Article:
Something Blue at Gether Contemporary

Artist: Océane Bruel, Maxime Fragnon

Exhibition title: Something Blue

Curated by: Katia Porro

Venue: Gether Contemporary, Copenhagen, Denmark

Date: November 13 – December 20, 2020

Photography: all images copyright and courtesy of the artist and Gether Contemporary, Copenhagen


We are incredibly pleased to be able to present the first edition of our new exhibition format Young Curators Program.

The goal of the Young Curators Program is to give something back. To provide space for an independent voice in an established environment to fully exercise and express their talent. We believe that young curators, as a group in the art world, are often overlooked in the initial stages of their careers, and rarely get the focus they deserve.

Therefore, last winter we established the competition for the Young Curators Program, where we invited curators from all over the world to submit their vision for a dream exhibition at the gallery. Over 30 proposals were submit-ted, and a selection committee consisting of Irene Campolmi, independent curator, Marianne Torp, senior curator at SMK, Sara Lysgaard, collector of young contemporary art and myself, Sophus Gether, finally chose, among many incredibly qualified proposals, Katia Porro with the exhibition ‘Something Blue’ with the artists Océane Bruel and Maxime Fragnon as winners.

– Sophus Gether



“Become disorganised matter, blobs of chaos, slime molds.” Alina Popa, “The Second Body and the Multiple Out-side”

I live in a place where the city meets the sea, where the rough and weathered surfaces of concrete and limestone confuse themselves while Bluetooth speakers battle over the sound of the liquid waves crashing on the solid ground. I arrived here suddenly, diving at the right moment. Rather than avoiding the approaching wave of un-certainty, I let it carry me here. Perhaps uncertainty heightens the desire for the horizon, the desire for vast, liquid bodies that have nor beginning nor end. That oceanic feeling.

I am from a place where the city meets the sea, where blue blobs of chaos– man o’ wars– are scattered across the beach forcing us to make winding trails around their slimy bodies. Man o’ wars are like balls of affect, balls that affect– a simple graze, a deadly sting. And yet, they are colonial organisms that cannot survive independent-ly, thus functioning from a symbiotic relationship between various polyps. These creatures can be considered as ‘webs of physical intimacy and fluid exchange’ in a ‘hypersea’ of affect. In a time where proximity to others is recognised as dangerous, we are confronted with our own need for intimacy and human interaction. Like man-o-wars, our dangerous, liquid bodies must rely on each other in times of uncertainty, somehow.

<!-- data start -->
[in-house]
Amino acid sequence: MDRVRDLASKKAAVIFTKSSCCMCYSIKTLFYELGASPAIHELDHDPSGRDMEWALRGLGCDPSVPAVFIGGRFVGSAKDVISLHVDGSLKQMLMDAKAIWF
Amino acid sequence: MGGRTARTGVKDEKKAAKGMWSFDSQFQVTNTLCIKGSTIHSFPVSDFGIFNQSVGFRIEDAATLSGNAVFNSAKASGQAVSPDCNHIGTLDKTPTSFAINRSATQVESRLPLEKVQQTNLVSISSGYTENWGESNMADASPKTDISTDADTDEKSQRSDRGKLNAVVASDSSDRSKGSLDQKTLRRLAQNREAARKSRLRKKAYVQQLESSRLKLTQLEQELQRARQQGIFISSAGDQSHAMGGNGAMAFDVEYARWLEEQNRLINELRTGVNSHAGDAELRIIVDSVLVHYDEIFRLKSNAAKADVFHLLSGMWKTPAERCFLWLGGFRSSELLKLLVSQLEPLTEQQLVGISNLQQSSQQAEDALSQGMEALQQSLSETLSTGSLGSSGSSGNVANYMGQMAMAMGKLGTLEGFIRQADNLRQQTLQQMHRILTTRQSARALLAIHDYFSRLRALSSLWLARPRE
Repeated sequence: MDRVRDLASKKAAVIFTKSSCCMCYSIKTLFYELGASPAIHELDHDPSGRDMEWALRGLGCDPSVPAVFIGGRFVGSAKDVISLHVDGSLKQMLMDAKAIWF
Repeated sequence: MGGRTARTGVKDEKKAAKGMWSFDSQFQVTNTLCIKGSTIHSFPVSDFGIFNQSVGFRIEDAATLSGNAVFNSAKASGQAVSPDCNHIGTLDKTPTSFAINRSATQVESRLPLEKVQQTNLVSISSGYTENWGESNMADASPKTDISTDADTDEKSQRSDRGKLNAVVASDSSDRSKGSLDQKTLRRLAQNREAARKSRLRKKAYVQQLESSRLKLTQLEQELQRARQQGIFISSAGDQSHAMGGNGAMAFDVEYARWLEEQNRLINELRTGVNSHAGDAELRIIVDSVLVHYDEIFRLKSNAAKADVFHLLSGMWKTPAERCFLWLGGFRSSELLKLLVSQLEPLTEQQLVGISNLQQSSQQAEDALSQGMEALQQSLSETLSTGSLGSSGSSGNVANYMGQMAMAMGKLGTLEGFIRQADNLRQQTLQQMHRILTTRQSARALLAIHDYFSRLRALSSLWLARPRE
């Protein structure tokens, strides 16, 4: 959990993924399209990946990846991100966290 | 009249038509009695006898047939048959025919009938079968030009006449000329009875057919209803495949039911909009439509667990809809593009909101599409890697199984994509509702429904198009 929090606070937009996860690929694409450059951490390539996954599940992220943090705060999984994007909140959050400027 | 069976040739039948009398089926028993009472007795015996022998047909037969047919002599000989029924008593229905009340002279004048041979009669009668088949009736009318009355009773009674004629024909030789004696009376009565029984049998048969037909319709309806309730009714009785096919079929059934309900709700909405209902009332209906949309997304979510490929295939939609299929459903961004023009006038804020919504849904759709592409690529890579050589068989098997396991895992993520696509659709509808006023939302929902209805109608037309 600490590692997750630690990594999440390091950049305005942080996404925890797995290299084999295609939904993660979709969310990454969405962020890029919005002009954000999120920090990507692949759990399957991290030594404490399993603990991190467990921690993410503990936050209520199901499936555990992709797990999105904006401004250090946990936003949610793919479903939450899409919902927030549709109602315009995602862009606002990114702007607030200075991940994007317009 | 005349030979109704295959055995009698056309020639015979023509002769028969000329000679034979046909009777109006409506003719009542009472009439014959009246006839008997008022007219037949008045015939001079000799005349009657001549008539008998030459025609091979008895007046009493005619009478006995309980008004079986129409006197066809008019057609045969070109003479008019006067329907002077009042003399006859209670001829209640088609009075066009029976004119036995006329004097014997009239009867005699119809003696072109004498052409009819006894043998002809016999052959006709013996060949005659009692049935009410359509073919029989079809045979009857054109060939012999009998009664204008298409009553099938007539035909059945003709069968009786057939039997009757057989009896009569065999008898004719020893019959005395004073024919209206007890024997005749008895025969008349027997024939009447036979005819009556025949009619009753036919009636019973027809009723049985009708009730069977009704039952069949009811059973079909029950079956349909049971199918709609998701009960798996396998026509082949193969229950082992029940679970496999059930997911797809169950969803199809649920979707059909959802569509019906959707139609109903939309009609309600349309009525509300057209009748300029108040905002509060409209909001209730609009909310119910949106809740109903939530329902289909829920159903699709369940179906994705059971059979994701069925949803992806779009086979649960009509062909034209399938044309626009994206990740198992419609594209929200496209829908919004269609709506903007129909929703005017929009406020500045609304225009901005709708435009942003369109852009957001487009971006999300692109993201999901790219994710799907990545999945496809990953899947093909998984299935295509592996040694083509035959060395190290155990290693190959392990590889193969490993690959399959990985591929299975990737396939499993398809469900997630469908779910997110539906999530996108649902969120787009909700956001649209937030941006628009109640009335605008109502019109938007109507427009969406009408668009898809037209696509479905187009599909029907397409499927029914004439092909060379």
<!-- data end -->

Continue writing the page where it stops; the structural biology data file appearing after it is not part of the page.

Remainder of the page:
“Something Blue” was born from the “quivering tension of the in-between” to consider the liquid mesh that entan-gles us. Bringing together works by French artists Océane Bruel and Maxime Fragnon, the exhibition observes the in between-ness of bodies, spaces, emotions, materials, considering the something that happens in liminal spaces.

If Maxime Fragnon considers his works as landscapes, Océane Bruel’s works are bodies that penetrate and cohabit within the space. Each of these elements – landscapes, bodies – reveal a certain fragility and are con-stantly subject to transformations caused by both natural and human made forces. It is from various periods of latency that each of their works are born, relying on this in-between, liquid state. Océane Bruel and Maxime Fragnon are porous: they absorb liquid life in an ebb and flow cycle, and through various techniques, materials and space transform. Their practices are composed of a corpus of independent forms that change over time. Elements from various works circulate, combine and intervene to form new entities.

Carrier bags of things that were (Océane Bruel, Untitled (You & Me), 2019); scattered ceramics–like shells–con-taining organic and fragile universes (Maxime Fragnon); reflections of surface tensions (Océane Bruel, Untitled (mirror), 2020), and objects weathered by time (Maxime Fragnon, various works) are assembled in “Something Blue” to celebrate the undefinable ‘something’.

“The material self cannot be disentangled form networks that are simultaneously economic, political, cultural, scientific, and substantial…what was once the ostensible bound human subject finds herself in a swirling land-scape of uncertainty.” If water is an archive of matter and feeling, the works present reveal this swirling landscape in which everything is connected yet uncertain– today’s diluted, liquid modern world and that oceanic feeling of eternity that one, perhaps, may be feeling today.

– Katia Porro